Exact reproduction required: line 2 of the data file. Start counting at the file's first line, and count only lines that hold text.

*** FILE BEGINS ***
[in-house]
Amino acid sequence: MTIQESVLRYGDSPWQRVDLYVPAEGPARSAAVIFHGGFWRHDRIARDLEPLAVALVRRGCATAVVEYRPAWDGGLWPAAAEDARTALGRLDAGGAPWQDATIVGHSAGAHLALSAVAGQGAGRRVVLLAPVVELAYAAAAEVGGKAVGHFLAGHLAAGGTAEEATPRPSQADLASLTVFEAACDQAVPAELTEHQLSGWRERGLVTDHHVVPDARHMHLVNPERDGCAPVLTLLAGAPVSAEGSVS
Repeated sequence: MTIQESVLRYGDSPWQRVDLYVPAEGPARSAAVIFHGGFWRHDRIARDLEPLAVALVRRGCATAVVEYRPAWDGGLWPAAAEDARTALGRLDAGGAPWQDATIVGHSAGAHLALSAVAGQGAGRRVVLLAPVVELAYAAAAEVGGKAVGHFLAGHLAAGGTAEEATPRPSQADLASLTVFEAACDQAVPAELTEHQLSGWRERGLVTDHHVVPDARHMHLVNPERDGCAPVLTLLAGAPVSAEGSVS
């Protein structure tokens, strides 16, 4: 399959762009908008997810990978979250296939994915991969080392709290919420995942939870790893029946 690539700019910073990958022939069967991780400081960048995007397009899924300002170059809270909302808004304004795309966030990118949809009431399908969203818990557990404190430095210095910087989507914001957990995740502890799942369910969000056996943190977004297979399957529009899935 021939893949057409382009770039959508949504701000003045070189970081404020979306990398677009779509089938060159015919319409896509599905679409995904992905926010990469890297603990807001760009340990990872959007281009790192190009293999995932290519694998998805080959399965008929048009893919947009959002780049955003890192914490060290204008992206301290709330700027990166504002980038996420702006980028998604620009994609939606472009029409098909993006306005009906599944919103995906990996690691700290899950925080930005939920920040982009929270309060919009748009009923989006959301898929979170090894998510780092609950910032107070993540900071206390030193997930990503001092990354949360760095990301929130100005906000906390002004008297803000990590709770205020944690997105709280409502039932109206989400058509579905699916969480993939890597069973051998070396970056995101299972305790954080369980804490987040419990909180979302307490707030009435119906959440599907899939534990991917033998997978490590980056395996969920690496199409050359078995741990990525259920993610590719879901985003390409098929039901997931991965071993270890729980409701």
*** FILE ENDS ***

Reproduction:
Amino acid sequence: MTIQESVLRYGDSPWQRVDLYVPAEGPARSAAVIFHGGFWRHDRIARDLEPLAVALVRRGCATAVVEYRPAWDGGLWPAAAEDARTALGRLDAGGAPWQDATIVGHSAGAHLALSAVAGQGAGRRVVLLAPVVELAYAAAAEVGGKAVGHFLAGHLAAGGTAEEATPRPSQADLASLTVFEAACDQAVPAELTEHQLSGWRERGLVTDHHVVPDARHMHLVNPERDGCAPVLTLLAGAPVSAEGSVS